Mailbag, The First: Hidden Gems and Other Old Things

Lag Seeing from Tegami Bachi Letter Bee


Welcome to this first (and hopefully not last) rayout mailbag!  We love to get feedback from our readers and will always take the time to answer any questions.  Especially questions that make us feel important by asking for our opinions!

A very special thanks to the folks who put themselves out there and submitted questions for this, the column’s maiden voyage.  You took the plunge and, because of you, this column can get off the ground.  Hopefully, the answers we give are somewhat satisfactory.  We appreciate your readership very much.  And that goes for everyone.

From burnmybread:

Favorite underappreciated anime? 


TheSubtleDoctor – I initially thought of answering Turn A Gundam.  This show hasn’t been even been seen by most Gundam fans, and that’s a shame because not only is it the best Gundam series, it’s Yoshiyuki Tomino’s best work full stop.  However, there is a vocal minority who praise the series and write about it.  The show I ended up choosing for my answer, nobody writes about.  That show is Galaxy Drifter Vifam.

Vifam is the story of a group of thirteen children, ranging in age from about four to sixteen, whose parents have been taken hostage by an invading alien race.  Somehow, this group of kids escape the invaders’ clutches in a lone spaceship.  They want to rescue their parents, but they have to learn to survive on their own in space first.

You might be thinking that Vifam sounds an awful lot like Infinite Ryvius, but they don’t play out in the same way.  Frankly, the former is far superior to the latter; Vifam does everything Ryvius does but does it better. The characterization element of the show is excellent..  Each child has a well-developed personality and gets adequate screen time.  There are equal parts drama and comedy, neither overwhelming the other, and the battle scenes  are expertly directed (I want to emphasize that last point in particular because those scenes are really, really well done).  While the children endure much hardship, Vifam doesn’t have as dark of a tone as Ryvius, but it doesn’t sacrifice any gravitas either.  In my opinion, it’s one of the great shows of the 80s, and one of my favorite sci-fi series of all time.

The cast of Library War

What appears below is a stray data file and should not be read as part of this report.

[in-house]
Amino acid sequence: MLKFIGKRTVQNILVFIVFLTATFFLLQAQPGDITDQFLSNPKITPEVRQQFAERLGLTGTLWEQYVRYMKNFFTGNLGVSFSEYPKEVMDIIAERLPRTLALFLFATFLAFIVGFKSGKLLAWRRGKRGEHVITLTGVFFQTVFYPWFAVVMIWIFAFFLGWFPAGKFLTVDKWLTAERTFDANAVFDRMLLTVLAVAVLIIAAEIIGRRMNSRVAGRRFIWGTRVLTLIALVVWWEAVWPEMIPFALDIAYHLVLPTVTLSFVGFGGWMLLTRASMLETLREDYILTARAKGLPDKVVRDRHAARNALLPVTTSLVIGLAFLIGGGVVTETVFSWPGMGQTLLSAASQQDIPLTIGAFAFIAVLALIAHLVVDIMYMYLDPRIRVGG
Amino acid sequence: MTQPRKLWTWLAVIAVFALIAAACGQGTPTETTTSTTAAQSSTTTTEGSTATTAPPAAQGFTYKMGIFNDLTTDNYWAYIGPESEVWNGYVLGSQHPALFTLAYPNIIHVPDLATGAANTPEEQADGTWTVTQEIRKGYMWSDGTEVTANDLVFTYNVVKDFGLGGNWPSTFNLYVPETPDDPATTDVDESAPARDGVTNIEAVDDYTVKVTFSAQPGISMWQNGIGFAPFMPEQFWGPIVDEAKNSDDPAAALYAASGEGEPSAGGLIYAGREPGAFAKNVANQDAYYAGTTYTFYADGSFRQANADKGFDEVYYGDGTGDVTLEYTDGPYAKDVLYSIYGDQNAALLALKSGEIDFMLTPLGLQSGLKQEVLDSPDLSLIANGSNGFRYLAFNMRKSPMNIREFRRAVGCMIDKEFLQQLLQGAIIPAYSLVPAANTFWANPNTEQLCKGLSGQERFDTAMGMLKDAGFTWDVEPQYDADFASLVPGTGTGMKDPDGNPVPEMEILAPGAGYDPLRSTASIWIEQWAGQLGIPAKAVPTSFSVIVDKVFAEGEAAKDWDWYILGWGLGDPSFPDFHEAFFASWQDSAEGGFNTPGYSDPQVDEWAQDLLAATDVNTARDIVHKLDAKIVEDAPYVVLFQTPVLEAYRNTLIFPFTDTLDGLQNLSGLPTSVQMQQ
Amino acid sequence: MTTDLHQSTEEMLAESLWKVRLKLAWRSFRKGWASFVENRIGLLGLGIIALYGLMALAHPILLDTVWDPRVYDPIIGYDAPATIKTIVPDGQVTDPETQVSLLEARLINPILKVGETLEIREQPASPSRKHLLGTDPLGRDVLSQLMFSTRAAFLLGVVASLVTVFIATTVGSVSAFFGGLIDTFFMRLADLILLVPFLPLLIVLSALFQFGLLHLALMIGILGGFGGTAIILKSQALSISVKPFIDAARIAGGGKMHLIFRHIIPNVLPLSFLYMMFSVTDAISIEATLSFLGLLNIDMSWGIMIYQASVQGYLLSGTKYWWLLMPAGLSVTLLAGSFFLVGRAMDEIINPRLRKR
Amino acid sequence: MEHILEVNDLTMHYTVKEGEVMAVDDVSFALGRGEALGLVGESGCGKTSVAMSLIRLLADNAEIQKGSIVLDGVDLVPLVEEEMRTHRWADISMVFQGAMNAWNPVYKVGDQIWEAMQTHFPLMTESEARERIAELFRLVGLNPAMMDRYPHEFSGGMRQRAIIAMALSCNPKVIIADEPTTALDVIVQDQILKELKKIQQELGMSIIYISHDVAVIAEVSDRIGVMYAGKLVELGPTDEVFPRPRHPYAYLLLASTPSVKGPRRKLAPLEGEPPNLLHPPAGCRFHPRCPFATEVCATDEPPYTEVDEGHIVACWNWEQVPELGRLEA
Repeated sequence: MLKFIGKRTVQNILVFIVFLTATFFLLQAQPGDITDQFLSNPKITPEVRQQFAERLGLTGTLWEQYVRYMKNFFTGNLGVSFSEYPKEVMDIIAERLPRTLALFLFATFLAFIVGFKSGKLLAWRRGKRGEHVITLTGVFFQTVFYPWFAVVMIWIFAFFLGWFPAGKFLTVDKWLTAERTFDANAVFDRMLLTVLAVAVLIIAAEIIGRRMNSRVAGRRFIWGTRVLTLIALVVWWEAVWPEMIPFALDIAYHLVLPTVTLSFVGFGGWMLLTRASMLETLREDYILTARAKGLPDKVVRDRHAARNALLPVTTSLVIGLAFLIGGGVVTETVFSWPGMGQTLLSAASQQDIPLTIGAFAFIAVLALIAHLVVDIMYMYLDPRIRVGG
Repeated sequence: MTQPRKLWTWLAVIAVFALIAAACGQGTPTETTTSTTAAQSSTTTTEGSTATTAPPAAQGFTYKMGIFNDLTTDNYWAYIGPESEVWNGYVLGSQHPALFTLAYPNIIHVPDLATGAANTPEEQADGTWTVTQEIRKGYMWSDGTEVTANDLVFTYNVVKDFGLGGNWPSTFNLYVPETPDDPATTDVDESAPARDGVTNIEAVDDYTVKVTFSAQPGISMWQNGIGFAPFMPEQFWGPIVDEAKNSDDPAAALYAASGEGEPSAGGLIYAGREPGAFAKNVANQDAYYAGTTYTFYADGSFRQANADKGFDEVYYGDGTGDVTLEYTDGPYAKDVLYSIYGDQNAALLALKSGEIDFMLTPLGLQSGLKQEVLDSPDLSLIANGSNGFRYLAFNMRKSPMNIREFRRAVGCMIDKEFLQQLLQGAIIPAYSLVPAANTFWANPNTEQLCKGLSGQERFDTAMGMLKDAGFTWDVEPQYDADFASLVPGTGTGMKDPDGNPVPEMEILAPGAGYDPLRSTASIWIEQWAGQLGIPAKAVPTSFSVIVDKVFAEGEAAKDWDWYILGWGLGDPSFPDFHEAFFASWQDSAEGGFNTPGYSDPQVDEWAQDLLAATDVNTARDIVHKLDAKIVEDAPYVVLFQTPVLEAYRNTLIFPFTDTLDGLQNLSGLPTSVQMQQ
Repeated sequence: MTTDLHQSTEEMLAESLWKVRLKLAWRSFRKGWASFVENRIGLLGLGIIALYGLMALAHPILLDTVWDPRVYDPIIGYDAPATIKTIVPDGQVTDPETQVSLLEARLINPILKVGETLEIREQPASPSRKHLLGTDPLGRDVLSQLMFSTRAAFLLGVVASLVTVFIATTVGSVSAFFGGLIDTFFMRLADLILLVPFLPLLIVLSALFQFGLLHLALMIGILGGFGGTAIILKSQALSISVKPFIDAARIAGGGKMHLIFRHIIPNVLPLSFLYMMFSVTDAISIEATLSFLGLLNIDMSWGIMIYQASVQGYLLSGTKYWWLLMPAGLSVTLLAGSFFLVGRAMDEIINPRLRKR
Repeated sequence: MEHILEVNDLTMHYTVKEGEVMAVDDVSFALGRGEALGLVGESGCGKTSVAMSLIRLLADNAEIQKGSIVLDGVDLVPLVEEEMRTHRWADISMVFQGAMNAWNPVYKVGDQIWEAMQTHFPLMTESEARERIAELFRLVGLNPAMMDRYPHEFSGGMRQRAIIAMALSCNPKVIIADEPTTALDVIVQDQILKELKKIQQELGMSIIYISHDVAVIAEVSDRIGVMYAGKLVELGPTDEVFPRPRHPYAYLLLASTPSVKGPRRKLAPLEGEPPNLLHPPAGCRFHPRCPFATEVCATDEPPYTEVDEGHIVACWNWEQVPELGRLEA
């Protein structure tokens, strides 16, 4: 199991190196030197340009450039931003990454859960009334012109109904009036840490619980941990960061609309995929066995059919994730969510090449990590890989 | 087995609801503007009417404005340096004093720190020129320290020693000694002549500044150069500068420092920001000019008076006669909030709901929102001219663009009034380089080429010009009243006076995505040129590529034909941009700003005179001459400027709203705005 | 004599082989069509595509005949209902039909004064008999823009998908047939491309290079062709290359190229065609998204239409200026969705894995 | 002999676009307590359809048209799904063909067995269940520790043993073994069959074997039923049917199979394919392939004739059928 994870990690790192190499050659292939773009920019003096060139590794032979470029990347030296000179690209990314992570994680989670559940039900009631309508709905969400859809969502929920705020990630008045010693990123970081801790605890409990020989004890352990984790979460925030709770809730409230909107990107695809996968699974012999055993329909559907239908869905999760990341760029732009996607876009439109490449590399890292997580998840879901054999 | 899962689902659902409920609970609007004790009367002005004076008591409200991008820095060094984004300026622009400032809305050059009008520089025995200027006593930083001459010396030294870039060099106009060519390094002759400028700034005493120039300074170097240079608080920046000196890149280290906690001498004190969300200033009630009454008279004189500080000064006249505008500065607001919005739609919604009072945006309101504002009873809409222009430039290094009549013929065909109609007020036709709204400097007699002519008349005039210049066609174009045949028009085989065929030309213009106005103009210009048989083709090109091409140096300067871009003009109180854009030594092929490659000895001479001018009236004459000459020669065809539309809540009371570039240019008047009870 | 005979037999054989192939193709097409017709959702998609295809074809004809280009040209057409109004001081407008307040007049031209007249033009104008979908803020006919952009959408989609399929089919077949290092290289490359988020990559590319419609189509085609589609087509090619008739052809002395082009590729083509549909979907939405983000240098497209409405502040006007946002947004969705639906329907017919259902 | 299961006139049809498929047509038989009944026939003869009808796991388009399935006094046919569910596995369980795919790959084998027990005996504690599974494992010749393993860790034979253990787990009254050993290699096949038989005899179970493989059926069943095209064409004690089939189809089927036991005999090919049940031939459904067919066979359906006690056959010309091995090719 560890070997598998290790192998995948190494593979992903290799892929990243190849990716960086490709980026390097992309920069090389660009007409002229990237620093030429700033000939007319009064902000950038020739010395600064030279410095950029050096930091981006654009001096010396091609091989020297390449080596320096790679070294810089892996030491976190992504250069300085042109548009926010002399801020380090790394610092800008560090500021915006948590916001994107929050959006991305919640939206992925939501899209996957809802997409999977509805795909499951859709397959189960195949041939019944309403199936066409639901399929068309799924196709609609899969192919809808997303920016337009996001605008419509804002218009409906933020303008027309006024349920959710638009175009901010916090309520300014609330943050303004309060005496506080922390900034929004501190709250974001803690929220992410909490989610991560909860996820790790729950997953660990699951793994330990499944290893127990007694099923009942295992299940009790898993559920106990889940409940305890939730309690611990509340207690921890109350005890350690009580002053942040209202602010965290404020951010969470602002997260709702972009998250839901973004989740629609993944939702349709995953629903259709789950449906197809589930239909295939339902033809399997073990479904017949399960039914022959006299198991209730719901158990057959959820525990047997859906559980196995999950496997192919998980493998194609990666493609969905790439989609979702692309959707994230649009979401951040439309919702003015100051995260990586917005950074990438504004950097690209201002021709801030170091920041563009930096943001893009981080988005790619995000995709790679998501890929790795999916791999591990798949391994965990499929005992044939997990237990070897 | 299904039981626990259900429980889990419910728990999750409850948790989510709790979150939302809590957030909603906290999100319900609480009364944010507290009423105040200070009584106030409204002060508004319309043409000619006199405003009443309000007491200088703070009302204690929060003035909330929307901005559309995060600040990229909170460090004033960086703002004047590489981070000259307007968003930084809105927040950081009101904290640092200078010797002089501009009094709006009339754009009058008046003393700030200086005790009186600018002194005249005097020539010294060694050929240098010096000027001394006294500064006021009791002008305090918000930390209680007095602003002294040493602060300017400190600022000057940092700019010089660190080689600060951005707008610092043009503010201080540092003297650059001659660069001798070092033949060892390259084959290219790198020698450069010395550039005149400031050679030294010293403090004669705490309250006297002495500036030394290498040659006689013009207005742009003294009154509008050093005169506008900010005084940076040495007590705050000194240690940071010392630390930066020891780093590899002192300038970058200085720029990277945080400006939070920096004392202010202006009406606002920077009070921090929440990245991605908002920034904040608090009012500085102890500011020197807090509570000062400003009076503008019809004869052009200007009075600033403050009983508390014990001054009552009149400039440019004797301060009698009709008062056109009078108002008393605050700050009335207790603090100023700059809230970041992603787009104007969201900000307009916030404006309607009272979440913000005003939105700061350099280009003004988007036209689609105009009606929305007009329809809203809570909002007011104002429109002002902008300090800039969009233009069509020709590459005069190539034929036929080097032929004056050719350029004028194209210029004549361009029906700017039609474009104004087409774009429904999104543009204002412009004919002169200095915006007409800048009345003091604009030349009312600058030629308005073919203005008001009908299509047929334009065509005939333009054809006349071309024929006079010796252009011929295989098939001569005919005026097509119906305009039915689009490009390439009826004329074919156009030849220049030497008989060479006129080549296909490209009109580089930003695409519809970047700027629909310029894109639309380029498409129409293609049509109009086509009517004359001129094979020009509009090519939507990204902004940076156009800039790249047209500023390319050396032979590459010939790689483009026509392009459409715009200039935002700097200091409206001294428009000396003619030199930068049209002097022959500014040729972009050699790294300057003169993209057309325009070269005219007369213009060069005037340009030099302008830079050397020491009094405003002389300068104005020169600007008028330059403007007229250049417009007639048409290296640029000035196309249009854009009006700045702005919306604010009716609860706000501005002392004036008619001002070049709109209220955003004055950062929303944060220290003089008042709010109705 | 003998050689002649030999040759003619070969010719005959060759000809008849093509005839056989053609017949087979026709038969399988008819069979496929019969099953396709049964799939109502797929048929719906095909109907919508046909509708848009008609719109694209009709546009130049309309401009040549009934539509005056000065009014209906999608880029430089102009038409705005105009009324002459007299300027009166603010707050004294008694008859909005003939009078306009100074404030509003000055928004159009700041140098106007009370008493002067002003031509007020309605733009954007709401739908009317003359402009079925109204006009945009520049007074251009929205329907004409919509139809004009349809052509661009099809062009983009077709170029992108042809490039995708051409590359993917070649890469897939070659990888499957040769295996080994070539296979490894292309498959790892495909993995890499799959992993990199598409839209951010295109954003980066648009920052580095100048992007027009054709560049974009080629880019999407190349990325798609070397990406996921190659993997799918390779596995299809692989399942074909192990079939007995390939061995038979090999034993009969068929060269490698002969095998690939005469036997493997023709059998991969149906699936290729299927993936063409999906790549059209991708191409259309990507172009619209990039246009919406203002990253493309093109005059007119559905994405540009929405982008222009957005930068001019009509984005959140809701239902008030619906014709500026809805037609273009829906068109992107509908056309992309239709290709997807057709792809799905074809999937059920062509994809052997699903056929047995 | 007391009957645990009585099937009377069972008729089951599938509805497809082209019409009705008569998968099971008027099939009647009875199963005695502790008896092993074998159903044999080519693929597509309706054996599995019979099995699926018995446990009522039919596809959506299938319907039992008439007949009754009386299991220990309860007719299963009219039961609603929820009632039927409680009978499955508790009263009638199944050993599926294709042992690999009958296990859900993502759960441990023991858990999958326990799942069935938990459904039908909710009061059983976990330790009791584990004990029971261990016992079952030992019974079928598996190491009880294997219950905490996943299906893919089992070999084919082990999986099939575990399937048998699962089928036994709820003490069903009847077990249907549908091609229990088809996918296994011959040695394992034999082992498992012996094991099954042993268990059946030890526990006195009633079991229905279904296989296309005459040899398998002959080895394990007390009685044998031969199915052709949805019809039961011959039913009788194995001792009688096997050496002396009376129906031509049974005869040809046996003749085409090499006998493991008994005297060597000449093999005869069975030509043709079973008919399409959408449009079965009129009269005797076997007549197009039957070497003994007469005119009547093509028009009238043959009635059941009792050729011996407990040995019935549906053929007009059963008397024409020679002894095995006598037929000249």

Bonen no Max’d – Similarly to Doc I thought about initially answering with Xam’d, which you might have gathered that I like from my name being a play on the title and my real name, but the show does have a certain number of fans, albeit fewer than I’d like. However,  Library War is a show that I loved but only discovered by accident when I found the first volume of the manga at my library and was amused enough by the title.

Library War is a rather silly show and many people get put off by the admittedly convoluted premise of a tame civil war going on between the Japanese national government and the local government as they fight over books that the Media Betterment Committee has deemed harmful to society as the library’s military force attempts to protect the books from censorship. I can fully admit that I find this premise a little ridiculous but I’ve found that if you accept the premise of the show, it is rewarding in numerous other aspects.

For starters, the cast of the show is fantastic. I really loved the whole dynamic of the team and every character is so earnest and passionate about what they believe. Kasahara’s unwavering devotion to free speech is inspiring to watch as she refuses to compromise. What makes her devotion remarkable, however, is that unlike most stories that would portray the Library Task Force as a group of underdogs who ultimately triumph and win free speech back for the people, the LTF’s victories are on a much smaller scale. While they may be able to protect individual books and offer them to the public, the characters of the show are not going to be the ones to win the large scale victories that will end the MBC and censorship.